Downtown Hit 'What the Constitution Means to Me' Sets Broadway Move

WHAT THE CONSTITUTION MEANS TO ME _Production Still - Publicity - H 2019
Joan Marcus

Writer-performer Heidi Schreck's uniquely personal political play was the surprise sensation of the fall off-Broadway, drawing an impressive assortment of famous names.

Add one more title to what is already an uncommonly busy Broadway season for new American plays.

Following a sold-out premiere run in the fall at off-Broadway's New York Theatre Workshop and a subsequent extension at the Greenwich House Theater, Heidi Schreck's What the Constitution Means to Me will move uptown this spring, beginning previews March 14 at Broadway's Helen Hayes Theatre ahead of a March 31 opening night.

Schreck worked for 10 years on the timely play, a trenchant, funny, deeply personal and ineffably human reflection on the document that frames our government, for better or worse. It's viewed through the prism of Schreck's teenage experiences as a competitor on the American Legion debate circuit, dissecting the U.S. Constitution and collecting prize money to finance her college tuition. The work also digs deep into her own history and that of the women in her family, exploring the document's real-life impact on women's rights with an eye both to the past and the future.

Directed by Oliver Butler, the production landed on the 2018 top 10 theater lists of a string of publications, including The Hollywood Reporter, securing the top-ranked spot on a handful of them. 

During the downtown run at both theaters, the unique show became a magnet for names from across entertainment, media and politics. Among them was Hillary Clinton, who caught the production along with her husband and daughter, calling it "an empowering call to consider what it means to be a citizen."

Others who were among the play's off-Broadway audiences include Sally Field, Gloria Steinem, Tony Kushner, Jake Gyllenhaal, Tatiana Maslany, America Ferrera, Zachary Quinto, Jesse Tyler Ferguson, Darren Criss, Tony Shalhoub, Diane Lane, Michael Shannon, Marisa Tomei, Anna Deveare Smith, Sara Bareilles and Mandy Patinkin.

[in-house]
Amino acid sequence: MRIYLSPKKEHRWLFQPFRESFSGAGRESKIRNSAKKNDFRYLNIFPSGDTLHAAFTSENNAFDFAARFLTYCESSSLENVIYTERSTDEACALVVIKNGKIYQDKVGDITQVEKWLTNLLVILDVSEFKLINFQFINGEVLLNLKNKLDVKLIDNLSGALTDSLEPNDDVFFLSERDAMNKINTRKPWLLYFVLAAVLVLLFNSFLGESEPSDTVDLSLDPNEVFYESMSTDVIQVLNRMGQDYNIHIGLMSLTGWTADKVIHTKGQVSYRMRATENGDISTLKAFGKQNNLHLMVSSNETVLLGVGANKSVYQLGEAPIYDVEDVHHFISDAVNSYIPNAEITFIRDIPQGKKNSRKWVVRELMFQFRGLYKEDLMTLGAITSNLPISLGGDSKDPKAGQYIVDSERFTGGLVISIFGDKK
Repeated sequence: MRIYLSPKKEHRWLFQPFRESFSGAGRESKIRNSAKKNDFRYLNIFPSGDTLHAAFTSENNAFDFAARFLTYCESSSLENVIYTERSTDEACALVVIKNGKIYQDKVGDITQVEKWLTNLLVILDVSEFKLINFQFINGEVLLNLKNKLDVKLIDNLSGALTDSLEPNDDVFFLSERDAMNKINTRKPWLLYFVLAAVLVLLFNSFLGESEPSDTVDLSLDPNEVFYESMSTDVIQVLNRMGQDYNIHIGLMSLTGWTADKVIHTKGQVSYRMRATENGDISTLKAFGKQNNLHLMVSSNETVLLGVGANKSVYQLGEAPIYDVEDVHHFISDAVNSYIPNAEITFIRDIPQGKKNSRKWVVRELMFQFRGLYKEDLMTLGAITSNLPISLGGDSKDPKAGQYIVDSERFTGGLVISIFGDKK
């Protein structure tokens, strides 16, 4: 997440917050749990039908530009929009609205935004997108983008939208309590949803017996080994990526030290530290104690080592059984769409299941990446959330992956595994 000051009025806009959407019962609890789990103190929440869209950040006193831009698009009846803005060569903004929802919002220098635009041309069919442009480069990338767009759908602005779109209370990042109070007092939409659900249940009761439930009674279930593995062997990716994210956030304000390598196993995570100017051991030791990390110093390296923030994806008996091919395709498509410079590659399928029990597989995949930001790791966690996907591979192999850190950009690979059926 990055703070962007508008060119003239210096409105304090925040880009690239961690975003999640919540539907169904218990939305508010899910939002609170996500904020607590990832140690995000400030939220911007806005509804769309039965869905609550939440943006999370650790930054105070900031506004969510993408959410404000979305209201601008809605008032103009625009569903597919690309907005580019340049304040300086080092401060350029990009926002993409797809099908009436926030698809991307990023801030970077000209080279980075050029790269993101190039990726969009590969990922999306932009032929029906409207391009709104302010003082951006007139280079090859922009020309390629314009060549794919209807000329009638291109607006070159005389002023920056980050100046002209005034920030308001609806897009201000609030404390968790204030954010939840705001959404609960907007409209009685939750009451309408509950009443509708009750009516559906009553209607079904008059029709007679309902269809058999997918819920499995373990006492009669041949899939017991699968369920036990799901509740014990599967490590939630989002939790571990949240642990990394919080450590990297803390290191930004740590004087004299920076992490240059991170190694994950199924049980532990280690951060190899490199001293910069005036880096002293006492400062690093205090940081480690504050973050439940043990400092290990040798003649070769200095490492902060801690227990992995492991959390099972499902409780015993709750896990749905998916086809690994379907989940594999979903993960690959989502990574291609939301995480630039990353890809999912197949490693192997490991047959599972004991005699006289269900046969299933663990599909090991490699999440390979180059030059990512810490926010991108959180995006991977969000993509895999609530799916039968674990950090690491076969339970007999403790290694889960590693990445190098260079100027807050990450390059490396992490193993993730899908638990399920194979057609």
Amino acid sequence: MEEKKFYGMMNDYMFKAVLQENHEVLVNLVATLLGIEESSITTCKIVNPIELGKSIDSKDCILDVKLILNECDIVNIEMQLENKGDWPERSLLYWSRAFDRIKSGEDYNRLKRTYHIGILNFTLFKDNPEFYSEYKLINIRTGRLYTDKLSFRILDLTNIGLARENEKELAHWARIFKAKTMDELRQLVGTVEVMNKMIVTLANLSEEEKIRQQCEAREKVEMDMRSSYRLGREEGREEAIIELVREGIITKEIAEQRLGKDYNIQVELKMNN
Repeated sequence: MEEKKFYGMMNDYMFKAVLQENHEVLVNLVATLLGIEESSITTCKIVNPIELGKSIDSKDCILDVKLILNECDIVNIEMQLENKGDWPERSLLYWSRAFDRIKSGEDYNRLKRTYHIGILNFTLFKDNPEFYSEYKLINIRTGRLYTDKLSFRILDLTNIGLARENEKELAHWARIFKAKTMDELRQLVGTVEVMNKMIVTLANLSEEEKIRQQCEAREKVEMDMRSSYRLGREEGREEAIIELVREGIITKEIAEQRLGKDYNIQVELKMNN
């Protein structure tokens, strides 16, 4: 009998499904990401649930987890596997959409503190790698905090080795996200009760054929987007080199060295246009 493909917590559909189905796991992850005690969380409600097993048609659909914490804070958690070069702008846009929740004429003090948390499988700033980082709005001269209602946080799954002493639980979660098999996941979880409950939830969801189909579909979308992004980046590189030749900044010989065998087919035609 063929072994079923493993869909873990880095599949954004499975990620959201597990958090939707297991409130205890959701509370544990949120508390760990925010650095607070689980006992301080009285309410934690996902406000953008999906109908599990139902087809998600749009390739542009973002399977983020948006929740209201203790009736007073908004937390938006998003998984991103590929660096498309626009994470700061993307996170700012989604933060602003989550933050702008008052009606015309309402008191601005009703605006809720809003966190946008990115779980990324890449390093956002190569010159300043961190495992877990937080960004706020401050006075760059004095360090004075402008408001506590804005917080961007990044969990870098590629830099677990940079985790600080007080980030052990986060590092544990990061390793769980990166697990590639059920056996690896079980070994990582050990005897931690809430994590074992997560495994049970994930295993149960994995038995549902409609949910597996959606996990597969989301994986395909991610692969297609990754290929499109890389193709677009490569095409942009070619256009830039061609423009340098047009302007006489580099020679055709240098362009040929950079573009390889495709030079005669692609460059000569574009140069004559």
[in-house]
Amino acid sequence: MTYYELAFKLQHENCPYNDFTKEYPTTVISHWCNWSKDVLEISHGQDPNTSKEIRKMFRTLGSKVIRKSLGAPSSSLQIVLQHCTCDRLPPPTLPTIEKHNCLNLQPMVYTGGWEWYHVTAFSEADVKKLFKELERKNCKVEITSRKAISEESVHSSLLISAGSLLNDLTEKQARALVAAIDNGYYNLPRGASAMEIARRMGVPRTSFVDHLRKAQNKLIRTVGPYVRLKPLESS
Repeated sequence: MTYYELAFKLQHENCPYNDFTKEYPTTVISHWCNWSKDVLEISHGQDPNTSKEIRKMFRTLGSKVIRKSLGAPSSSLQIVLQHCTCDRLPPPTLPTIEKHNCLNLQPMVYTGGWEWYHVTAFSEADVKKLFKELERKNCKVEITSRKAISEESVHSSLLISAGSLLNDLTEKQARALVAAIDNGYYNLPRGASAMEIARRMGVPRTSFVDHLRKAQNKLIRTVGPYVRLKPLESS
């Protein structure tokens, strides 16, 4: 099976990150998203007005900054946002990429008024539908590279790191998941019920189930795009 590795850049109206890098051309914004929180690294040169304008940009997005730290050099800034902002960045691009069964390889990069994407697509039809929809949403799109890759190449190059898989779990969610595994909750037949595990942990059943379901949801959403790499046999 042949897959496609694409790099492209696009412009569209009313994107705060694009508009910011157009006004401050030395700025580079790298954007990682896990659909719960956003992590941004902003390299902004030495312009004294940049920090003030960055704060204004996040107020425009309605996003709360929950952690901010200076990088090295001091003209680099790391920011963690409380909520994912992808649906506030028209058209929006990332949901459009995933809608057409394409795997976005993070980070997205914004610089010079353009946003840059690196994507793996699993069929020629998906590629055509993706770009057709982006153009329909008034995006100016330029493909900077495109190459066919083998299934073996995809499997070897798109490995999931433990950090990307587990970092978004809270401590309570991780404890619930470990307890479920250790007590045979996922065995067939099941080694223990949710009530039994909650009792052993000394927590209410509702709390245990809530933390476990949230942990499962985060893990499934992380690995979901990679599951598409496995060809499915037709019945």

"Telling these stories night after night has been a revelatory experience for me," said Schreck in a statement. "People stay after the show to share their own stories with me, stories about this country, about their parents and grandparents, and about the incredible perseverance of the women in their families. I have been so deeply moved by the passionate and open-hearted response to this show and I can't wait to share it with a bigger audience — both on Broadway and around the country."

A planned April engagement at the Woolly Mammoth Theatre Company in Washington, D.C., will now be rescheduled after the Broadway run.

All four members of the original cast will move uptown with the production. Schreck plays herself both in the present and at age 15, with Mike Iveson as an American Legion moderator, and two remarkably poised New York City high school students, Rosdely Ciprian and Thursday Williams, alternating as Schreck's debate opponents.

Produced by Diana DiMenna, Aaron Glick and Matt Ross, the transfer is a limited 12-week engagement, scheduled to run through June 9. The move came together following the early Jan. 6 closing due to disappointing sales of Harvey Fierstein's Torch Song at the Hayes, creating a vacancy at Broadway's most intimate house.

The 2018-19 theater season is going to be one of the most competitive in years for best play honors at the Tony Awards in June. 

New works from American writers already seen on Broadway this season include Straight White Men, Bernhardt/HamletThe Lifespan of a Fact, American Son, The New One, Choir Boy and Aaron Sorkin's smash adaptation of To Kill a Mockingbird, along with Brit imports The Nap, The Ferryman and Network.

Still to come before the April 25 cutoff for Tony eligibility are Taylor Mac's Gary: A Sequel to Titus Andronicus, Lucas Hnath's Hillary and Clinton and James Graham's Ink, about the young Rupert Murdoch.

In addition to her work as a playwright and Obie-winning stage and television actor, Schreck has written for TV on I Love DickBillions and Nurse Jackie, and currently is developing a series for Amazon based on Patricia Lockwood's memoir, Priestdaddy. What the Constitution Means to Me will mark her Broadway debut, along with those of her fellow cast and director.